December 30, 2005
Disgraced S.Korean scientist stands by study
By Jon Herskovitz and Kim So-young
SEOUL (Reuters) - A South Korean scientist whose landmark
paper on tailored embryonic stem cells has been debunked still
says he can produce the cells and thinks people are out to
discredit him, a newspaper reported on Saturday.
scientist Hwang Woo-suk on Thursday. It concluded that his
team, once celebrated for a breakthrough in attempts to develop
genetically specific material for medical use, had not proved
they had produced the tailored embryonic stem cells.
Beopbo, a South Korean Buddhist newspaper, reported
comments Hwang made to Kim Jae-il, head of a Buddhist
association that has supported him and his work.
Kim said Hwang was worried there were people who had
undermined his work and might be trying to take his technology.
"I have the technology to make tailored embryonic stem
cells, that's for sure. I can replicate the process any time.
My worry is that South Korea's own stem cell technology may be
taken abroad," Hwang was quoted as saying.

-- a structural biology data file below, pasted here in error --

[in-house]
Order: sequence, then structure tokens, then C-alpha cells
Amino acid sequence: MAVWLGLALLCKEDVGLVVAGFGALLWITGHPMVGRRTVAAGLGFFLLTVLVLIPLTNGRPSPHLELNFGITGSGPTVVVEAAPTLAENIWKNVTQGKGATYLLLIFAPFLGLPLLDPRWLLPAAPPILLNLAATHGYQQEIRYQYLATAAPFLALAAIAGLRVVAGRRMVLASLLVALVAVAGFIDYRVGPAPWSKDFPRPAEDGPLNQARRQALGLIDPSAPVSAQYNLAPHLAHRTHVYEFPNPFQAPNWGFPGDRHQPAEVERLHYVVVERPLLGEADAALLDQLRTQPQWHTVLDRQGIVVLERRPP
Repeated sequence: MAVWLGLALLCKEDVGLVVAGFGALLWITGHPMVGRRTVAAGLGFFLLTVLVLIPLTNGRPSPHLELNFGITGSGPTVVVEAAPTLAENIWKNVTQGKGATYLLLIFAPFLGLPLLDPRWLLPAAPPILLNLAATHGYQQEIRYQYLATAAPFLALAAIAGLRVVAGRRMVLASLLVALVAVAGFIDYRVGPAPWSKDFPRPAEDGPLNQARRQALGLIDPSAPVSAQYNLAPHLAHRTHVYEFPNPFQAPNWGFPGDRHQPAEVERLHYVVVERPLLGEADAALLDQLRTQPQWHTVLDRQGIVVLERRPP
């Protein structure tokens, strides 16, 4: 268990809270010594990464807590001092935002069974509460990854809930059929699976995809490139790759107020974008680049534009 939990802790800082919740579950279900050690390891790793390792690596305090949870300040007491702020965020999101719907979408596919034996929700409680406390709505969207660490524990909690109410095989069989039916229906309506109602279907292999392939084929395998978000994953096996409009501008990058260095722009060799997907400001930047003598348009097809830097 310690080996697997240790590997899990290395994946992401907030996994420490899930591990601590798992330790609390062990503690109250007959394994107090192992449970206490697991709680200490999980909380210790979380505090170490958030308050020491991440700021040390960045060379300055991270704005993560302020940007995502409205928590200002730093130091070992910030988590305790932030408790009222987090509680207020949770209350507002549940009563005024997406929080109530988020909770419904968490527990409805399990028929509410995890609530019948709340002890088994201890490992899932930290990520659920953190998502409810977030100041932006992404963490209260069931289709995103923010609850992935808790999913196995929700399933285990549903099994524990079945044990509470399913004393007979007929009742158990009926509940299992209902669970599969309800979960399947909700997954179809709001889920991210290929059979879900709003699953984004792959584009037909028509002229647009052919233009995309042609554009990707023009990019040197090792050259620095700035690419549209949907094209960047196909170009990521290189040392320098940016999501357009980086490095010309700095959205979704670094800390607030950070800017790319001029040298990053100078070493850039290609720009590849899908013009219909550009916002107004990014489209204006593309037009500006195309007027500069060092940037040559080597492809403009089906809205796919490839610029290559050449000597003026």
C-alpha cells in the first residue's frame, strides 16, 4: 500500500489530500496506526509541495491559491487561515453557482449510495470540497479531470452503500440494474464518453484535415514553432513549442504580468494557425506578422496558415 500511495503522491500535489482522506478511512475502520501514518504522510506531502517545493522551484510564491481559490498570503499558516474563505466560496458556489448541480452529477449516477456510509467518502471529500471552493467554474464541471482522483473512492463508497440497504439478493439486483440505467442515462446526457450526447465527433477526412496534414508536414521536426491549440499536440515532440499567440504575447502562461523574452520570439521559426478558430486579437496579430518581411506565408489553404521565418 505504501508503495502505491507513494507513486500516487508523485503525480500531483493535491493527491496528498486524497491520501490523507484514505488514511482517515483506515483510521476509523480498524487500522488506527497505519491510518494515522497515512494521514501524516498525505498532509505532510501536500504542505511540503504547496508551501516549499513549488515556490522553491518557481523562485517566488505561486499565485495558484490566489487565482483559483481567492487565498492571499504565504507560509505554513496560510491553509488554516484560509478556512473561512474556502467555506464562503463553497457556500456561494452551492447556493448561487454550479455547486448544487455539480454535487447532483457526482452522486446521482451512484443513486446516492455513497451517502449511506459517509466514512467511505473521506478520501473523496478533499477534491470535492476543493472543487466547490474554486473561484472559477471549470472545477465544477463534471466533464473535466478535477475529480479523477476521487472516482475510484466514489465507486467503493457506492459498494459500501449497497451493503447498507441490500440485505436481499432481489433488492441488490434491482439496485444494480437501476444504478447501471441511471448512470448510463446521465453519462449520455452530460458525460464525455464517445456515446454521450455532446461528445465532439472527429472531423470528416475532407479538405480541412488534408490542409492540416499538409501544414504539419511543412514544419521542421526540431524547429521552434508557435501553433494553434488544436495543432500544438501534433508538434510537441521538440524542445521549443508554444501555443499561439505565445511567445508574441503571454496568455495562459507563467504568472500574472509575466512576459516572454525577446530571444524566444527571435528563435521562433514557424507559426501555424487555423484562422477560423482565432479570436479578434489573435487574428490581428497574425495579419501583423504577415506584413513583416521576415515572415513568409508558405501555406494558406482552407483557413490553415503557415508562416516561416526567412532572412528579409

Hwang has been in seclusion for more than a week.
He sought solace for several days at a Buddhist temple in
late November when his team's work first came under close
scrutiny, initially with accusations they violated ethical
norms in procuring human egg cells.
He was last seen by the public on December 23 when he
resigned his professorship on the same day the investigation
panel said data in his paper was deliberately fabricated and
Hwang bore a heavy load of responsibility for the fraud.
According to the newspaper, Hwang told Kim he had not
tampered with the work, but that somebody else had.
"It's certain stem cells have been replaced, and experts
would all know that. I think prosecutors would unearth (the
stem cell replacement) in about two days after they launch an
investigation," Hwang was quoted as telling Kim.
"My personal thought is that the replacement was conducted
under a detailed, long-term plan," Kim quoted him as saying.
"I've already asked prosecutors to investigate the
replacement of stem cells. The replacement could be done only
by specific figures," the newspaper reported Hwang as telling
Kim. No further details were provided.
The May 2005 paper published in the U.S. periodical Science
was received with great acclaim because the findings brought
embryonic stem cell studies closer to the day when genetically
specific material could be generated to cure ailments such as
severe spinal cord injuries.
Science said earlier this week it plans to retract the
paper from Hwang's team.
The Seoul National University panel that said there was no
data to prove Hwang's team had produced tailored embryonic stem
cells is also investigating two other landmark achievements by
The university panel is checking the veracity of a 2004
paper on producing the first cloned human embryos for research,
and the 2005 announcement about producing the world's first